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Blast from the Past: John Mallet

Blast from the Past: John Mallet
first faculty UTWhen The University of Texas at Austin first opened in September 1883, the faculty was only eight people, each one a professor in a different department.

One of these men was John William Mallet, a professor of physics and chemistry, who was collectively elected as Chairman of the Faculty. (The office of university president was not created until 12 years later.) Mallet made several important contributions to the university, including helping to establish the university and its chemistry department.

Mallet was born in Dublin, Ireland, in 1832 as the eldest son of a well-known civil engineer and seismologist, which might explain his early interest in science. In 1853 he graduated from Trinity College Dublin with a degree in experimental physics, then set off to the United States to help his father in earthquake research.

It was the challenge of building a new chemistry department from scratch that drew Mallet to Texas, but part of the draw was also the hope that the warm and dry climate of Central Texas would alleviate his son's tuberculosis. His position as faculty chairman earned him a hefty salary, at the time, of $4,000 a year.

As things turned out, not everything went smoothly. The university was without a permanent building, and the process of completing the first building was so slow that classes for the first academic year were held in the state Capitol building, a mile south of the university. Mallet also had some disagreements with state authorities regarding the way the university was funded.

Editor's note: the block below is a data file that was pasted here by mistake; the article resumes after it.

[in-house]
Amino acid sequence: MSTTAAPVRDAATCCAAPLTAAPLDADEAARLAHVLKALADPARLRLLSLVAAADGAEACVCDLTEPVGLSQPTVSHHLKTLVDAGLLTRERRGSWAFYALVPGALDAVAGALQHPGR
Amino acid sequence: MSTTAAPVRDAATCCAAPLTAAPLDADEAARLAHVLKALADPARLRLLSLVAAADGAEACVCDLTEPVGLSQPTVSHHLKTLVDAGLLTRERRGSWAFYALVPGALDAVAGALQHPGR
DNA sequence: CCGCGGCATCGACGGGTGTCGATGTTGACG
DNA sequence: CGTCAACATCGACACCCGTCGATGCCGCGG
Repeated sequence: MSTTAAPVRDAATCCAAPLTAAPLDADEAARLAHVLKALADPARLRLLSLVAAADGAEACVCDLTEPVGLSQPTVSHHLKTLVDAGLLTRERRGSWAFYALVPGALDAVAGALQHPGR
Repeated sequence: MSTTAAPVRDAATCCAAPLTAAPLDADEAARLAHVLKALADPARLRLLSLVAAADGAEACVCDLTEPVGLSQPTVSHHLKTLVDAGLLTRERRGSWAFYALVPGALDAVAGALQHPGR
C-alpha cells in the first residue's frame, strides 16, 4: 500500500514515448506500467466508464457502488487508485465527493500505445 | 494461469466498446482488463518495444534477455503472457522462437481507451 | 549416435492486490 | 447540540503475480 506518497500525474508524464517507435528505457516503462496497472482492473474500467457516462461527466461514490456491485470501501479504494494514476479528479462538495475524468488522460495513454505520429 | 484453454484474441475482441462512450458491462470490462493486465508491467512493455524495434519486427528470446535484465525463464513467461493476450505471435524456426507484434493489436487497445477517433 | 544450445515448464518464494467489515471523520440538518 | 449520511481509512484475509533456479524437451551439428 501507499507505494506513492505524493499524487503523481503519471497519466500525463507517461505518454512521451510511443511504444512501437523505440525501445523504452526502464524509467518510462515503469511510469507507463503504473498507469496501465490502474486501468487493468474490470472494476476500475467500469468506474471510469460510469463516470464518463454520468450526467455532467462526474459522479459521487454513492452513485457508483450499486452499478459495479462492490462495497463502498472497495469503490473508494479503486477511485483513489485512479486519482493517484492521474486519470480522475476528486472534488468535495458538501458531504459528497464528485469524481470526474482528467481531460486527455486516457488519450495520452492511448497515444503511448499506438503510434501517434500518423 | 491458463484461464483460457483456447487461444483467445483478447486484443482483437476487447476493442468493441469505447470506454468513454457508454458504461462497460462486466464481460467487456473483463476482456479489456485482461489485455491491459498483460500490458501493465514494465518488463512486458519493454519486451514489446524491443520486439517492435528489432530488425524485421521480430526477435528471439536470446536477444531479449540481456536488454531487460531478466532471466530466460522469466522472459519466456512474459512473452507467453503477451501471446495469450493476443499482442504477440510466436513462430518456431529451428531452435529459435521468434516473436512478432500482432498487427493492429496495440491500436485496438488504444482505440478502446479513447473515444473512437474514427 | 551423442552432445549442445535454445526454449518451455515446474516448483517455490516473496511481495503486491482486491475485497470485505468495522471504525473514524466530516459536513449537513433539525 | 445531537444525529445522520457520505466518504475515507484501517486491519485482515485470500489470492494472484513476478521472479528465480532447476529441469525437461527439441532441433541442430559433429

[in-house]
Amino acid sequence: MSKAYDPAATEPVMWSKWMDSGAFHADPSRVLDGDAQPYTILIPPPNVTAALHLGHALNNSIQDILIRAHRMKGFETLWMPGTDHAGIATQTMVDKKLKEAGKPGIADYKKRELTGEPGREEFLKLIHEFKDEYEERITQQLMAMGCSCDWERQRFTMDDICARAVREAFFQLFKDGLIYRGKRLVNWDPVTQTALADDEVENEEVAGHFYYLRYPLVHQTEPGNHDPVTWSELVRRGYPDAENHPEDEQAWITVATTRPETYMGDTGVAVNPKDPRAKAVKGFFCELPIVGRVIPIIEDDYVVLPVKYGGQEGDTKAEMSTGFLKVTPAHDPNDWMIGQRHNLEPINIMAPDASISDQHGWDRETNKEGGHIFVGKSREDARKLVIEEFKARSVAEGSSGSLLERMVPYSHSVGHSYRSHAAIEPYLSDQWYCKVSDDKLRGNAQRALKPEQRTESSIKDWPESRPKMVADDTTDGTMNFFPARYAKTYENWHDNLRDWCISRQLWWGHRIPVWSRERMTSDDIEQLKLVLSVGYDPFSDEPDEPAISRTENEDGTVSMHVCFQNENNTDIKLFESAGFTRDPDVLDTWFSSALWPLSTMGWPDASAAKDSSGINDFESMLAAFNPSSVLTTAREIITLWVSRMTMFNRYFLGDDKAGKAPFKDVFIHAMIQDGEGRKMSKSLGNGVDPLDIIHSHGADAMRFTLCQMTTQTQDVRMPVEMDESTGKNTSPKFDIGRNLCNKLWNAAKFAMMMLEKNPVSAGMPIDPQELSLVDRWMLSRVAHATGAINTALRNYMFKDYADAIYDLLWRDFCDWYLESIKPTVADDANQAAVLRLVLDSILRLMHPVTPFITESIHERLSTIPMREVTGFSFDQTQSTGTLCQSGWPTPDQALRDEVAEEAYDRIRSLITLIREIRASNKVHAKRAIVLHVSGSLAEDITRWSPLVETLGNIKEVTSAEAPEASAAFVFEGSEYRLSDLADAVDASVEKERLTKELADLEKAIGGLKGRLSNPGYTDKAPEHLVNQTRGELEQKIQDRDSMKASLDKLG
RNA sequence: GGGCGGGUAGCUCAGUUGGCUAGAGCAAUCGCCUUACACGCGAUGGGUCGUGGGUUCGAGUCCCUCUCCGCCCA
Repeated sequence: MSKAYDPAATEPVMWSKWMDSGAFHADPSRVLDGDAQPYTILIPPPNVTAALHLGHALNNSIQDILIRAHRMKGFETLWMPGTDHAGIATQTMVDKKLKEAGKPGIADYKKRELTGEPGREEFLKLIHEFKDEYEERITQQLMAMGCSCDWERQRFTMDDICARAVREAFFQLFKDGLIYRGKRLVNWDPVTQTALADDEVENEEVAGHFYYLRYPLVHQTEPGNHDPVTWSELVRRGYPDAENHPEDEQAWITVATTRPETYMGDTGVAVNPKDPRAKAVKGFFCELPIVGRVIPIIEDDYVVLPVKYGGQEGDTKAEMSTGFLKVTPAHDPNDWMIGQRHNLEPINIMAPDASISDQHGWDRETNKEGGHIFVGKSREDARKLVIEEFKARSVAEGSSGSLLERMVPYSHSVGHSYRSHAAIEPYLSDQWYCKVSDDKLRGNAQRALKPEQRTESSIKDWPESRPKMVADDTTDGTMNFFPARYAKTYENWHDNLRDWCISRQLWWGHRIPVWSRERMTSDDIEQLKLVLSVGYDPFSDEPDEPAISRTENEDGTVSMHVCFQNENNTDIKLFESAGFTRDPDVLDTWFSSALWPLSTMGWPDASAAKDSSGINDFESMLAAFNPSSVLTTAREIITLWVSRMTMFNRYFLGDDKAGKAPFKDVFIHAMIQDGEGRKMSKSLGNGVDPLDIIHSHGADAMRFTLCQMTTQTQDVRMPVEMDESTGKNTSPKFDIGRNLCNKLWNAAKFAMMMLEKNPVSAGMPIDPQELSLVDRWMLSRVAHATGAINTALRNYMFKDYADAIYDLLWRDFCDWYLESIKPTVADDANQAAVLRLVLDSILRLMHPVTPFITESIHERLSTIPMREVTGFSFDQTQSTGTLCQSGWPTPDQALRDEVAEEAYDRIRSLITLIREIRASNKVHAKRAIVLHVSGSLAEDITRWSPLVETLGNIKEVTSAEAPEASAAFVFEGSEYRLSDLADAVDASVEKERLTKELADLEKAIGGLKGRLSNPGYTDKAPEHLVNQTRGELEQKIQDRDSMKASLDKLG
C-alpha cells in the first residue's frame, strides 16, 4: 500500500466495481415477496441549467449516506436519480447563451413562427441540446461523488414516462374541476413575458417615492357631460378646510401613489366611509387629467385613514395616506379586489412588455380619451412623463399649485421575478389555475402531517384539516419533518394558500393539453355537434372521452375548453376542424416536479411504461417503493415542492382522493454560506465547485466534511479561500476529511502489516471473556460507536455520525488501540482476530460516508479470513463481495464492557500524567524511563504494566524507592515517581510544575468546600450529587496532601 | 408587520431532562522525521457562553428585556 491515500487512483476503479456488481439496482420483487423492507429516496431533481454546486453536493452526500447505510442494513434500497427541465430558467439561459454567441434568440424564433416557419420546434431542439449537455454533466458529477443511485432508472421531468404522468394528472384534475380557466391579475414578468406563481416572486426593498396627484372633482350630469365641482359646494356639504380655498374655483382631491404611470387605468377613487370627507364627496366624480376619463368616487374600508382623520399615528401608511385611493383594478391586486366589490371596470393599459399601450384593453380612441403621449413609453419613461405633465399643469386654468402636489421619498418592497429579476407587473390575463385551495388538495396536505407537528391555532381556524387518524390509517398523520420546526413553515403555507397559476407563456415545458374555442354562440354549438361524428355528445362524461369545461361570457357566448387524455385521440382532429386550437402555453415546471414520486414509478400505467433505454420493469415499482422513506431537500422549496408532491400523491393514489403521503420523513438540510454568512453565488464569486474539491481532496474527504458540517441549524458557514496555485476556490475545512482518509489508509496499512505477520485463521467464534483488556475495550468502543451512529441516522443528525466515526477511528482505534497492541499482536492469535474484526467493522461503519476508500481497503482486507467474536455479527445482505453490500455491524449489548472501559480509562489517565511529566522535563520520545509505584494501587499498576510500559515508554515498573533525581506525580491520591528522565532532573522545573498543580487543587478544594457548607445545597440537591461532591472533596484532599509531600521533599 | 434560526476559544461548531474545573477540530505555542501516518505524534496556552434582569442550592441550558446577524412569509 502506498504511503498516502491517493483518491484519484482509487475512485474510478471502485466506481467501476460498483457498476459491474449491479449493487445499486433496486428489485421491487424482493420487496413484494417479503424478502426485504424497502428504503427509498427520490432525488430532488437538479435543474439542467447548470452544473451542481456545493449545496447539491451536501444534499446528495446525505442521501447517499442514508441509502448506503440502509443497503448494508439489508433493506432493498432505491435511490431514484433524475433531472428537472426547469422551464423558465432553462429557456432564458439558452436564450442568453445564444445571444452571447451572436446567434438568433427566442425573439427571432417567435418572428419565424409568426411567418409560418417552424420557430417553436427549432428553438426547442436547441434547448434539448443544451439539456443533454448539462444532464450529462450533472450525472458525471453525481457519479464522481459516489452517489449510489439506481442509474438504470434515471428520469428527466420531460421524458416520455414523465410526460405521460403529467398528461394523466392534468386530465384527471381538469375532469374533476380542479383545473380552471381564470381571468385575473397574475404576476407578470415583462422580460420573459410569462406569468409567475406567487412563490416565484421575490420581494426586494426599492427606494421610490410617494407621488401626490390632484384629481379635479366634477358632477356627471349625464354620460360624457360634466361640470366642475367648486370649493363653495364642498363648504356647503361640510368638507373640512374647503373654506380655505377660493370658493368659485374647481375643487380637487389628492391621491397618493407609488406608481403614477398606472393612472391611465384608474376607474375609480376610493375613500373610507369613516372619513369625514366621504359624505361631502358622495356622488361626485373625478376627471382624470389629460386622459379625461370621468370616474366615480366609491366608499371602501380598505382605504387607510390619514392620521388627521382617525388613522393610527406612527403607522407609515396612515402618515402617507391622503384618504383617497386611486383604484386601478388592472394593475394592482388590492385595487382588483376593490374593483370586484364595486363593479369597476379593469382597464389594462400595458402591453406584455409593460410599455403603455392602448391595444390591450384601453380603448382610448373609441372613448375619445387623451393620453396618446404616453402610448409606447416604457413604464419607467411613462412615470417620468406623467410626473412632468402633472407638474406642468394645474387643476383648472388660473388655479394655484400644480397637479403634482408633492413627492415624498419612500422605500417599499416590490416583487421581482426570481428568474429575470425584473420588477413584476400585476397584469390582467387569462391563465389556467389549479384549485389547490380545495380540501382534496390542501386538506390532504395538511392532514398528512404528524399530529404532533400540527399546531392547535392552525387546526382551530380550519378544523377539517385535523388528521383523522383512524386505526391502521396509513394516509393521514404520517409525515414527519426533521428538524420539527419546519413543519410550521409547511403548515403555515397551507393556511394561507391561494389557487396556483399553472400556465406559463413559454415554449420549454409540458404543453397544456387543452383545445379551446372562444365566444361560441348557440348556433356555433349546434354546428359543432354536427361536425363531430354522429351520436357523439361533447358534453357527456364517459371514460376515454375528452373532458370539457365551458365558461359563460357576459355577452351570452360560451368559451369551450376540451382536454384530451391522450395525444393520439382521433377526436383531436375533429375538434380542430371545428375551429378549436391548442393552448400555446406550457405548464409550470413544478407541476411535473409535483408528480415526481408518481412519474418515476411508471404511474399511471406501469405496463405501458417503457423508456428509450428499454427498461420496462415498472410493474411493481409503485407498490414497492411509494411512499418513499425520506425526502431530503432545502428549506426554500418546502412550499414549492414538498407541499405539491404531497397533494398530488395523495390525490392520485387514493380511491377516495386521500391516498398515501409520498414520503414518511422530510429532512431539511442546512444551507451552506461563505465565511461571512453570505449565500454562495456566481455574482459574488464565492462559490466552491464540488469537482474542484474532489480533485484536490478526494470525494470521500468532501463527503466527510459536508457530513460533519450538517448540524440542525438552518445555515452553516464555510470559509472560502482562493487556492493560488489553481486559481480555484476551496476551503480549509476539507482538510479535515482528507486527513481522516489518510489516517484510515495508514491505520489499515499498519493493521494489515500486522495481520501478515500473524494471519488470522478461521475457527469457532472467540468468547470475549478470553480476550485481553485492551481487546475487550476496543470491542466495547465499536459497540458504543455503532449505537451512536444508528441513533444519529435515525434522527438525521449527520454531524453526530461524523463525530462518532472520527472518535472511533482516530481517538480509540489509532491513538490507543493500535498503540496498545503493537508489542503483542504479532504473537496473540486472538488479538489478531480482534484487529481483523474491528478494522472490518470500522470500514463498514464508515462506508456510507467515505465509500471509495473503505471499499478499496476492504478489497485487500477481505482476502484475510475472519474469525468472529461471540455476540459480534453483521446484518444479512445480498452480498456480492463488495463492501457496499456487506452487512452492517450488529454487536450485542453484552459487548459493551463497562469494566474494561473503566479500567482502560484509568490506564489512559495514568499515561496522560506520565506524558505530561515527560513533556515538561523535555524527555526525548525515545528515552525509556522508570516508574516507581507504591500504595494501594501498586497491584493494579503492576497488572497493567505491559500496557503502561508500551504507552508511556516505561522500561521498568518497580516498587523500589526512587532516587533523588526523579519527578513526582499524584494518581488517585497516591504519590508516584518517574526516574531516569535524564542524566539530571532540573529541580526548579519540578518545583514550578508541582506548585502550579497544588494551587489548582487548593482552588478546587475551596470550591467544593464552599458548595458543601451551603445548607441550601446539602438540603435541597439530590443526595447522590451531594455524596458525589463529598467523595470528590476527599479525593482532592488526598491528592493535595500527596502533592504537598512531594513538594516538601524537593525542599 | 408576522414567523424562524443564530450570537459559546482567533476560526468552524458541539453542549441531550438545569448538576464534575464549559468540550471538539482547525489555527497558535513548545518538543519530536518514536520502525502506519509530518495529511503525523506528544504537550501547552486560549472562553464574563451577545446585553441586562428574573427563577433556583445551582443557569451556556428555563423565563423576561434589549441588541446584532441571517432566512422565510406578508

Though he struggled to remain optimistic, Mallet’s son died in 1884 and he resigned from the university, returning later that spring to Virginia. Mallet had been in Austin for less than a year, but his contributions did not go unnoticed. The regents addressed a memorial resolution to him, expressing their deep obligation to him for his "invaluable services" in the university's initial success.

Mallet is best remembered for his work on the atomic weights of lithium, aluminum and gold. In his honor, the library in Welch Hall, then known as the Chemistry Building, was named after Mallet in 1931. He lived in Virginia until his death in 1912.

Written by Daniel Ting. This article also appeared in the Spring 2009 issue of Focus magazine.
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Sunday, 19 November 2017

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